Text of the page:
Build Marketing Dashboards that Drive Action, Not Confusion

August 26, 2015
Contributor: Heather Pemberton Levy

Develop user-centric dashboards that lead to more effective action and decision making.

“Action-packed!”, “Astonishing!”, “Beautiful story-telling.” This may sound like a summer blockbuster review but it should be how the CMO reacts to a marketing dashboard. Unfortunately, most dashboards suffer from a glut of metrics and elicit responses such as, “A circuitous tale that is sure to confuse,” or “The Analyst will take you on a wild ride through the forest of big data…” However, there is a solution. It starts with the realization that a dashboard is not a document, but instead it is a tool for future action, notes Martin Kihn, research director for Gartner for Marketing Leaders.

From Good to Great Dashboards

Instead of rattling off the qualities that make up the world’s worst dashboards, it’s more helpful to focus on what makes a dashboard useful.  Your dashboard should be audience-specific, answer an important question(s) for that user and focus visual attention on what is important. Consider a simple dashboard for a family car. Its chief focus may be on speed. However, the dashboard for an electric card may highlight available resource.

In other words, know your audience, do the heavy lifting to give them actionable recommendations and highlight exceptions. After all, dashboards are simply a visual summary of metrics relevant to the user.  So make it a summary and make it relevant. Above all else, remember that dashboards exist to help users make decisions and take action.

Four steps to developing a marketing dashboard: define scope, develop metrics, describe context, design dashboard
The Four Components of Dashboard Greatness

The first step is to define the scope of your dashboard. Instead of asking what a leader wants in a dashboard, ask her to outline the top 6 business or marketing questions she needs answered. Most marketing leaders will want to cover sales, operations, investment and customer-level metrics.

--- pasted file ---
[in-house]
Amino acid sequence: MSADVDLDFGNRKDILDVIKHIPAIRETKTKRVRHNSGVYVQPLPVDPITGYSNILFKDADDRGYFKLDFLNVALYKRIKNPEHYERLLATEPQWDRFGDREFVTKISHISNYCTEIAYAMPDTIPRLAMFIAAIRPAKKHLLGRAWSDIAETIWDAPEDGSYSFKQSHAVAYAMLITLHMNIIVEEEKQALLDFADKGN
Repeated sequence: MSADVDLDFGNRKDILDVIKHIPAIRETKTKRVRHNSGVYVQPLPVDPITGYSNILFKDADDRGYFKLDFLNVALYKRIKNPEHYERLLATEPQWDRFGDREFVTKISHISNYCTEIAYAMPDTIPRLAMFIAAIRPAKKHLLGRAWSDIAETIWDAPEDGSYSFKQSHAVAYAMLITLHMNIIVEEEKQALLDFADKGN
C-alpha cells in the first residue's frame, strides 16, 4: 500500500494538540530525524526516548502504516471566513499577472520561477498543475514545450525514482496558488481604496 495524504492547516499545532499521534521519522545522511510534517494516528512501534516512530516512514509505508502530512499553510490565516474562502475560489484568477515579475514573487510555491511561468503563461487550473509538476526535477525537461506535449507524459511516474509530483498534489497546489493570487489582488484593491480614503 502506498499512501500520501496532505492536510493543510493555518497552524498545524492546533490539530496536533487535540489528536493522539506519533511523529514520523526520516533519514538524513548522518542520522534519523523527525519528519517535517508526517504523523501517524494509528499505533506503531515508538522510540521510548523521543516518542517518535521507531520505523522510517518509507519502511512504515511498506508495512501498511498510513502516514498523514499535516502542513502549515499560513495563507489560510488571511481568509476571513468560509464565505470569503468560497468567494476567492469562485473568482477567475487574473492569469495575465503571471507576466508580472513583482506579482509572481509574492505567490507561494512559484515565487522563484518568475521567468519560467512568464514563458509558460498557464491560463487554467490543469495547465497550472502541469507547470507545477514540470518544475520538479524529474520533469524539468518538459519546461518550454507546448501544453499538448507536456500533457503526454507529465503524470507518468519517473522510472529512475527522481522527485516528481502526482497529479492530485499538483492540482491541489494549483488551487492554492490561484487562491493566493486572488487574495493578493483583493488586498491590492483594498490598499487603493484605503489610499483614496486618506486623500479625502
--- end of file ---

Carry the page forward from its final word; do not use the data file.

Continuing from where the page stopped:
Second, develop the metrics. Start by listing the types of metrics (strategic, tactical, etc), the actual number format (ratio, count etc) and finally some possible metrics. Make sure to add a time dimension from past, present and future.

“Know your audience, do the heavy lifting to give them actionable recommendations and highlight exceptions.”

The third area recognizes that context is king when it comes to dashboards. Users need to be able to compare a reported number to something else to make decisions and take action. Use trend lines to compare goal vs forecast, current vs. past or actual vs benchmark. The idea is to use context that is relevant to the user and his or her decision making needs. In seasonal businesses current vs/ year ago may be more relevant than current vs last week.

Last, but not least, is the element of good design. Gartner has a set of design principles for great dashboards, such as placing the key summary or focus metric in the upper left corner, use 3 or fewer fonts and sizes and structure the time dimension from left to right. But most importantly, make your dashboard action-oriented. Ensure that directed recommendations are included and the reader knows exactly what should be done to address issues.

Speaking of action, here’s our quick list of action items:

  • Audit current dashboards to spot opportunities for improvement.
  • Pilot the new dashboard to learn what works and what needs improvement.
  • Provide a way for users to drill down and interact with dashboards, ask new questions and suggest ways to improve.
  • Remember that dashboards are living, not static, so always be on the lookout for ways to better know audience needs and how to meet those needs.
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